MANUS BOYLE COLUMN: Role of county player within GAA has changed

Happy medium can be found but player welfare is paramount

MANUS BOYLE COLUMN: Role of county player within GAA has changed

As the club season gets into gear are, we about to be faced with the same questions and arguments that have stained the relationship between clubs and county teams all over the country.

Even those counties who rarely hit the headlines are asking the questions about the club v county problem that has been the reason for the establishment of the Club Players' Association.

Over the years I have come to the opinion that regardless of what we as past players believe or even want, the game and the Association has changed a great deal and the same expectations that were placed on players 20 to 30 years ago are not important now.

County players are expected to be as dedicated as professional athletes; they are expected to give their lives over to playing for their county and any less is not acceptable. This has become the norm, even in those counties where success does not come around on a regular basis.

Many modern day county players are also students; they will have played college football or hurling and just as they commit to their club and county, they have to show the same energy and enthusiasm for their college if they want to get on. So being committed to many teams, managers and coaches will take it’s toll over the years and players at one point or another will make the choice of what is important to them.

Playing for your county is not only a great honour but with the advent of social media and the super coverage that Gaelic games get now, it gives players the opportunity to advance their off-the-field career for when the time comes to hang up their boots.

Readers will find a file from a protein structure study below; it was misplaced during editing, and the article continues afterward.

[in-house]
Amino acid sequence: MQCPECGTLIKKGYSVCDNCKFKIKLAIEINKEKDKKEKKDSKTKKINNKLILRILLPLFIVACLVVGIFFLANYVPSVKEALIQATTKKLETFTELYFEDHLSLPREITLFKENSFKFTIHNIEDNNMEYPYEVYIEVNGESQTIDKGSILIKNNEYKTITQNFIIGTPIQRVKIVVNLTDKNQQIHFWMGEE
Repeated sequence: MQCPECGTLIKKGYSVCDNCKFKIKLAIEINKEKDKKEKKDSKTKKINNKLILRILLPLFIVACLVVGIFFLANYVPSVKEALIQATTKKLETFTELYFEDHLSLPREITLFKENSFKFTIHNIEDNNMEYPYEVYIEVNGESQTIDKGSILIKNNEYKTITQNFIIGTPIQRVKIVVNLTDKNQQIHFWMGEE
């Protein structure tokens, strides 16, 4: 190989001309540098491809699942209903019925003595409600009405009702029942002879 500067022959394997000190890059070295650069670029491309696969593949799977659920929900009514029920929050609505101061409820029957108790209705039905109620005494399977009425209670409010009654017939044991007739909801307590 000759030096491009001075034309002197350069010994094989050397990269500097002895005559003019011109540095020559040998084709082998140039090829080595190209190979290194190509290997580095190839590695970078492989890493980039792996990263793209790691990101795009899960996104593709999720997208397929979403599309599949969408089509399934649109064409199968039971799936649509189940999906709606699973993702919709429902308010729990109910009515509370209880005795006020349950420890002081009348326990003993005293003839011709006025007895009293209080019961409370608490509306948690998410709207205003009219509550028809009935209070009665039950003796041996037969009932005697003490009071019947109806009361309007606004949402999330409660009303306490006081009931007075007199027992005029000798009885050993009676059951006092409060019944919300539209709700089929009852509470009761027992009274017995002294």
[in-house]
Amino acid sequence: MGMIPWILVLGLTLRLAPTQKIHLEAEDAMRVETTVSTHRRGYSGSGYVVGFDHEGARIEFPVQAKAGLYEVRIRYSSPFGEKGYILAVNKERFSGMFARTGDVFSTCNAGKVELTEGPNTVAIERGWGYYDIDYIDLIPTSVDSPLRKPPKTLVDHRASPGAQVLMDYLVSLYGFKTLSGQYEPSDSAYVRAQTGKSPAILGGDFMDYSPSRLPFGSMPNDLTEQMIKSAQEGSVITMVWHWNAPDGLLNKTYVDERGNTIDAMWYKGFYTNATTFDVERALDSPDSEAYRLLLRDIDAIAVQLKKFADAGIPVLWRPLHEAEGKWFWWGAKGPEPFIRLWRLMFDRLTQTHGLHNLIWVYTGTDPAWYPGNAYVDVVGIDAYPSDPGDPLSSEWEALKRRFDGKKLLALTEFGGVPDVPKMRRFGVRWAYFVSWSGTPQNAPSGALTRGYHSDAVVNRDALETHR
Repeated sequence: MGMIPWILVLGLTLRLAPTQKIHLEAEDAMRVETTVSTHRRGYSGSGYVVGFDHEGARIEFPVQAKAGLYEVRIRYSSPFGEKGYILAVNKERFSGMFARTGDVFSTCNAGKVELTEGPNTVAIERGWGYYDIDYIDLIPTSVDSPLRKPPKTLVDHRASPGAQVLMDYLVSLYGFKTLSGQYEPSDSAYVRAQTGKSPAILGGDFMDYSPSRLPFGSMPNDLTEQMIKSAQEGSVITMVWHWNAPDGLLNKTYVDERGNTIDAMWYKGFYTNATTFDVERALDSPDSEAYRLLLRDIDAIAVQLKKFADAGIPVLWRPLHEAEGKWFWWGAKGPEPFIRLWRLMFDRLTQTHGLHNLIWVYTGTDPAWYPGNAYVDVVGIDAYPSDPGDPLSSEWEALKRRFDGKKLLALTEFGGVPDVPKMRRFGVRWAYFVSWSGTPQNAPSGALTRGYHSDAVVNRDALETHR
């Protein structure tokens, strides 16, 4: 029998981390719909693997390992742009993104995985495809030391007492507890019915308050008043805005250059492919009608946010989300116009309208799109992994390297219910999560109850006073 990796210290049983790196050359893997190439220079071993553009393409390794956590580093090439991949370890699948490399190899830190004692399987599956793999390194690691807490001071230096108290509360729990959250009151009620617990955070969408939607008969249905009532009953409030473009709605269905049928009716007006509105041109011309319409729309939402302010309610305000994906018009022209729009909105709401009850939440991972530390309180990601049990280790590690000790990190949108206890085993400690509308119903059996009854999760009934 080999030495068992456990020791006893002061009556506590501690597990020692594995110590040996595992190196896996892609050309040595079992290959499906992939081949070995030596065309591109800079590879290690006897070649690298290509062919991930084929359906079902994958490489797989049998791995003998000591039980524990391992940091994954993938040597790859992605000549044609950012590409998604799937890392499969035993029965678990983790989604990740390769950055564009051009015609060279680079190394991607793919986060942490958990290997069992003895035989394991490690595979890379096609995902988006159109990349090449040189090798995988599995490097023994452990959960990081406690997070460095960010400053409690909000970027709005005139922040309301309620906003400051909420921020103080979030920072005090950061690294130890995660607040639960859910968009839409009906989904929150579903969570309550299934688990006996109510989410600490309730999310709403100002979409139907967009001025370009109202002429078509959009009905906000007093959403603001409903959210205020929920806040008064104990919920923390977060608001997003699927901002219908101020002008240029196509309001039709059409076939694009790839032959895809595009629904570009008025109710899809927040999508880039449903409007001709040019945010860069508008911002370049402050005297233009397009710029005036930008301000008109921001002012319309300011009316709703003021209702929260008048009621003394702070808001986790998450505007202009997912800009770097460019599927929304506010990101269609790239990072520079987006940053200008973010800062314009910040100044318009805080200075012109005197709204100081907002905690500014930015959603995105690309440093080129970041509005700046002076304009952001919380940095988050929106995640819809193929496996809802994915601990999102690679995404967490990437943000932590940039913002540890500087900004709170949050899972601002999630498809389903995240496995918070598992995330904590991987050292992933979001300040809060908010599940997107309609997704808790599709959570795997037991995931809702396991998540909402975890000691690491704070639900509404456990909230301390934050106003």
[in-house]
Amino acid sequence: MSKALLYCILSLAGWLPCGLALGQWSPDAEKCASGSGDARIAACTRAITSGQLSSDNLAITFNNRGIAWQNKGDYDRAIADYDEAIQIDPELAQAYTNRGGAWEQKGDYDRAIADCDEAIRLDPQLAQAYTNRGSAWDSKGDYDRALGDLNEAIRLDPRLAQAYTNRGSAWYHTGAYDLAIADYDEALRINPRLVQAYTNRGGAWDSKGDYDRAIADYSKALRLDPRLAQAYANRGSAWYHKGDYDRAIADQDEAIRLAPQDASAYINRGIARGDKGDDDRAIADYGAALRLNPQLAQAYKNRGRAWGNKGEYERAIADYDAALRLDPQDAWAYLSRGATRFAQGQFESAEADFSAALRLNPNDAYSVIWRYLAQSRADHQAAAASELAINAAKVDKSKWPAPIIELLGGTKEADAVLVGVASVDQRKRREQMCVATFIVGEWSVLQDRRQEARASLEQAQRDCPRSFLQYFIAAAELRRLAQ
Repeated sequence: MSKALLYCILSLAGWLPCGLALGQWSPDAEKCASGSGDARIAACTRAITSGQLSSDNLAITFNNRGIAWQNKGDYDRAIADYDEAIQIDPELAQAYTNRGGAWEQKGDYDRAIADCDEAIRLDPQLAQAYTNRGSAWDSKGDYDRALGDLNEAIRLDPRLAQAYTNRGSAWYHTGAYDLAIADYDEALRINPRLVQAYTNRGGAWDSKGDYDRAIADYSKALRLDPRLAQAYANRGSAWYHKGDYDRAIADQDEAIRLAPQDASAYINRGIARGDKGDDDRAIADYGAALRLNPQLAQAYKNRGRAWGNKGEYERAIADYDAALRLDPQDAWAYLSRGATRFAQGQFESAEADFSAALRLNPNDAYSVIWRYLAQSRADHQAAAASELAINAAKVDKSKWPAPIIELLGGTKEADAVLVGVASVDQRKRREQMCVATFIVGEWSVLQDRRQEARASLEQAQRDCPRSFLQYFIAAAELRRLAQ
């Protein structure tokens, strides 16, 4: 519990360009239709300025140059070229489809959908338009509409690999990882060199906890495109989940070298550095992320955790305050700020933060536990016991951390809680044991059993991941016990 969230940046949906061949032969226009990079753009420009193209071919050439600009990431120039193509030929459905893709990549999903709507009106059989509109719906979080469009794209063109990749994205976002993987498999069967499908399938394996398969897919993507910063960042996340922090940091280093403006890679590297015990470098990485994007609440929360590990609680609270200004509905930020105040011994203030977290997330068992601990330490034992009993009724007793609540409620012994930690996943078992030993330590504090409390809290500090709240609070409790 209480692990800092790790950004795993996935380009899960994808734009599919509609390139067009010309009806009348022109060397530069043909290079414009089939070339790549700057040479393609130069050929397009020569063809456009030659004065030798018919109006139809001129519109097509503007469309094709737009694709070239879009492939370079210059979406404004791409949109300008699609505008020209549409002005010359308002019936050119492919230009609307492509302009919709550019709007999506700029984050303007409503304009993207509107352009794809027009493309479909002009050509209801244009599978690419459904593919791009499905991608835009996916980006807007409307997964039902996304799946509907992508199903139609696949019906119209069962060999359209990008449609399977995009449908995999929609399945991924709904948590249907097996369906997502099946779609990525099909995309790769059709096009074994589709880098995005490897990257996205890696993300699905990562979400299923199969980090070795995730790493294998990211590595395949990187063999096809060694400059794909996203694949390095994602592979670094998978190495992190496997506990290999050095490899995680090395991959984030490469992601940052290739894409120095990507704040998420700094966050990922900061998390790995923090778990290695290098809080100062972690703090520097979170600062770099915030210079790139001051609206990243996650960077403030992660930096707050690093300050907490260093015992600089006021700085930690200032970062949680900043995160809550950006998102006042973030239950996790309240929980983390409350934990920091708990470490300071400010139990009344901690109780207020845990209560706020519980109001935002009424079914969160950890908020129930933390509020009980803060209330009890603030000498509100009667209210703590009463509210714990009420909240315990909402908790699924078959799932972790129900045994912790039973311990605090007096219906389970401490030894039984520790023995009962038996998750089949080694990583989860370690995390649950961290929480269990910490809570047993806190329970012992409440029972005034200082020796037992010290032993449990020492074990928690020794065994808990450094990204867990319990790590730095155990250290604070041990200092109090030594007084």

Players are placed between a rock and a hard place. They have grown up being coached by local club volunteers, they as players have trained exceptionally hard, they have put endless hours of practice and training into their pasttime and now they get a chance to play to a wider audience while at the same time being expected to give the same commitment to their club. Is this really possible? Can we expect anyone to serve two masters?

County managers, on the other hand, have been given the job of making their county successful. As we have seen from our own county accounts last year, huge money is being spent to get every county team to the highest level. With all this investment comes expectation and pressure on the manager and his management team to garner success.

In order to achieve that success they need their players in the right place; they plan training for the league, allow the players to rest a bit and then start preparations for the championship. To many this should be simple, but with the advancement in sports science, nutrition, strength and conditioning, injury prevention and game management, nothing is left to chance. It’s no longer training Tuesday and Thursday evening with a bit of ball work, some running with a few press-ups throw in for good measure.

Clubs also have their expectations. Those that see the importance of the club ahead of the county want the players to be available to them and don’t accept that the county should have control on when the players are allowed to play for their clubs. The clubs believe they have invested the time to get the players to where their at and without the clubs where would the players come? Sometimes the arguments get personal and county managers, county officers and players are openly criticised for their lack of commitment to their home town club.

In the middle of all this there are the players; they have no voice. Tradition have made many of their decisions for them, because in the past players were available for their clubs for the best part of the year. Many believe that it should be no different now. Taking into consideration the commitments levels that players are expected to give now and what was expected in the past, I don’t see that as much of an argument. Players can only be expected to do so much and they also have to be given time to have a life away from their pastime.

Ask any player, they will give you the standard reply, of course they want to play for their club but what do we expect them to say. They don’t want to cause anyone any harm and just want to do what they love doing and are good at it.

The GAA has changed; it has become a corporate juggernaut with big businesses lining up to be associated with both the football and hurling championship. Without that sponsorship and the big gates, the money could not filter down to clubs and without that we would not have the facilities that we have now and only could have dreamed of 20 or 30 years ago.

Is there a happy medium. Of course there is but finding it comes down to getting an agreement between county teams and clubs and most importantly taking into consideration the health and wellbeing of those that make our games great.